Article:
Three years ago, Anna and I could be found sitting on the dining room floor at my house, night after night. We were sorting through donations, organizing beads, trying to figure out what some things were, and often commenting on how much easier it would be if we had an office.
Our dreams were grand. We talked about 1,000 square feet of open space, somewhere along the Colfax corridor. We wanted natural light, plenty of outlets, a kitchen, a utility sink we could use for dyeing fabric, and plenty of outlets to run sewing machines. Susan suggested a small sofa and an easy chair, as well as a cozy corner where we could sit and have tea and just visit with the women of A Little Something.
In the last three years, our organization has grown in fits and starts. We work very hard. We've brought in many more members, lost one to an unthinkable tragedy, learned good business practices, put together a Board of Directors, got better about keeping track of our mail and writing thank-you notes, and became more aware of the reality that not only weren't there enough hours in the day, we really were getting desperate about needing a dedicated space.
We house our worldly possession in the basement of my house. About 15 months into our project, my husband requested that we relocate from the dining room (which we had taken over in its entirety by then) and to the basement so he could be left to enjoy his nightly TV viewing in peace.
The basement was mostly empty. We brought in steel shelving units, a carpet, a table or two, and hung things on the walls. My husband tore out most of the ceiling and installed crafting-friendly lighting for us.
Of course, nature abhors a vacuum, and the space slowly began to fill with beads, yarn, display items, and all of the other accouterments of crafting. My Pilates machine became a hulking shape in the corner, covered with fabric yardage and baskets.
It was the basket-making supplies that sent Leo over the edge. For nearly a year, Leo kept commenting that the A Little Something section of the basement was getting quite full, and this wasn't what he had in mind. To alleviate the tension about this, I found it was best to have donations delivered to my workplace, but leave them in the car until Leo went out to walk the dog. Once he was out of the house, I would bring the supplies in and work them into the existing inventory in the basement. He's not a crafter--once the supplies were in the basement, he couldn't really discern that more had been brought in.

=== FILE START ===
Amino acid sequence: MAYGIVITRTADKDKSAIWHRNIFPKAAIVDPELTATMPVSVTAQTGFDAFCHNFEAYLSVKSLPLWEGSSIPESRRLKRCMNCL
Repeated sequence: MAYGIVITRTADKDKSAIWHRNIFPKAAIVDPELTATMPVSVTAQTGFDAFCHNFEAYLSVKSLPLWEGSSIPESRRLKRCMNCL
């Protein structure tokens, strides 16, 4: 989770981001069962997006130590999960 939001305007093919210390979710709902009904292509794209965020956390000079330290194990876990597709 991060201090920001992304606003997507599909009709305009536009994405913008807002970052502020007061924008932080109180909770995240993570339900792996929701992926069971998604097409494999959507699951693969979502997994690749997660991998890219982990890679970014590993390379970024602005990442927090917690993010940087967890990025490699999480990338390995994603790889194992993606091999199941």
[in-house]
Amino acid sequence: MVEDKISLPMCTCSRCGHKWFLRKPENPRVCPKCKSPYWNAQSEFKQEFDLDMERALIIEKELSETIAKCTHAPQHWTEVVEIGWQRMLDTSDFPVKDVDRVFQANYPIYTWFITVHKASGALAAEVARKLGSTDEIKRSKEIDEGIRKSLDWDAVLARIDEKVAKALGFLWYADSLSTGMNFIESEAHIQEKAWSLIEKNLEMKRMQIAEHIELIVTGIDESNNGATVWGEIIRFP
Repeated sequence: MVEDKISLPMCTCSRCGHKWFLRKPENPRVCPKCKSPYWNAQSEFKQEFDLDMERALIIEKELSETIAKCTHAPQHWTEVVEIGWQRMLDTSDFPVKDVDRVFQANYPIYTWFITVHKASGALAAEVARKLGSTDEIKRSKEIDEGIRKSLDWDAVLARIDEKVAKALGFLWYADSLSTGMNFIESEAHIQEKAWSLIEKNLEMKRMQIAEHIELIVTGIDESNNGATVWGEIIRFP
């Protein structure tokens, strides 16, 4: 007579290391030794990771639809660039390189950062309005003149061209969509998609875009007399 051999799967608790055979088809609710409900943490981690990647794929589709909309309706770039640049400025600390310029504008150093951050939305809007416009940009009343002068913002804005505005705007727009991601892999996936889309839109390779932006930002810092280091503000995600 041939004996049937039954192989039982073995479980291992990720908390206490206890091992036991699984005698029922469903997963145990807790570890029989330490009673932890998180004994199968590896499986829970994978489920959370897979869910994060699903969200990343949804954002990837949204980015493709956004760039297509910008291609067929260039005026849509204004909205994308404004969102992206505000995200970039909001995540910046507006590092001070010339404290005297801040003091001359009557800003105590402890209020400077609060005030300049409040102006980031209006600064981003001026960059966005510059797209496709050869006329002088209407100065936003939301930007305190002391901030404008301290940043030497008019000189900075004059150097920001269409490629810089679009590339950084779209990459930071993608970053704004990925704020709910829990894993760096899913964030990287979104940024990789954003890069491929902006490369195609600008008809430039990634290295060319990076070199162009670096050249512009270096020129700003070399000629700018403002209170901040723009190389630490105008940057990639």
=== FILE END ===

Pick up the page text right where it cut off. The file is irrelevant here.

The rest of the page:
Until the basket-making supplies.
After doing some shopping, my husband took it upon his wonderful, gallant self to unload my car while I was resting. He found a large quantity of craft supplies in the back of the car and moved them into the basement. Somewhere during that process, it registered with him that we never had basket-making supplies before. And that was the beginning of the end of our free ride in the basement of a modest little ranch house in Denver.
I looked at many offices. I spoke with a few dozen property managers and landlords. We were considered too small, too new, too noncorporate, too...not what they had in mind.
Our disappointments were frequent and profound, having found the perfect office at least six times and been rejected.
Eventually, I found a listing for a quaint little building square in the middle of our desired area. It was in our price range. It was almost too much to hope for. I scheduled a showing.
In a very weird twist of fate, the building turned out to be familiar. It was the former home of the Rocky Mountain Survivor's Center, a wonderful organization that did amazing good work with survivors of torture and trauma. When they lost their main funding source in the fall of 2009, they had to close up shop for good. So many refugees and asylees had been helped by RMSC, it was hard to believe the building would now house businesses instead of a place of healing.
We sweated the decision about our worthiness to rent. When we got the news that we had been accepted, it seemed impossible. Finally, someone was willing to take a chance on us.
Today, Katrina and I inked the deal. We signed a lease. We wrote a check from the business account A Little Something opened after we became an officially registered business in the state of Colorado. The moment was profound.
We had hoped to rent a 200-square-foot space with large windows and a door to the back deck/fire escape. After much discussion, though, we decided that we needed to rent what we knew we could afford. It is humble, to be sure. Our office is a mere 100 square-foot, 10'x10' space. And we love it.
We haven't moved in yet, but we will in the next week. Perhaps if we have a good sale season, finalize our nonprofit status, get some grants...we can move into a larger space within the building. The building is lovely, cozy, and welcoming. IT feels right, and in the end, that may be its most important quality.
We owe thanks to Jeremy Anderson at Shift Realty and the building's owner, Alexandra Katsiaficas Wagner for their help and flexibility in making our quest come to fruition. We hope to have a long and very positive relationship, starting today, when A Little Something took a very big step.
We don't have office hours yet and we need to round up some cabinets and shelving, but eventually, you can find us at 1547 Gaylord St., Suite 204, Denver, Colorado 80205. We'll let you know when we schedule the office-warming party.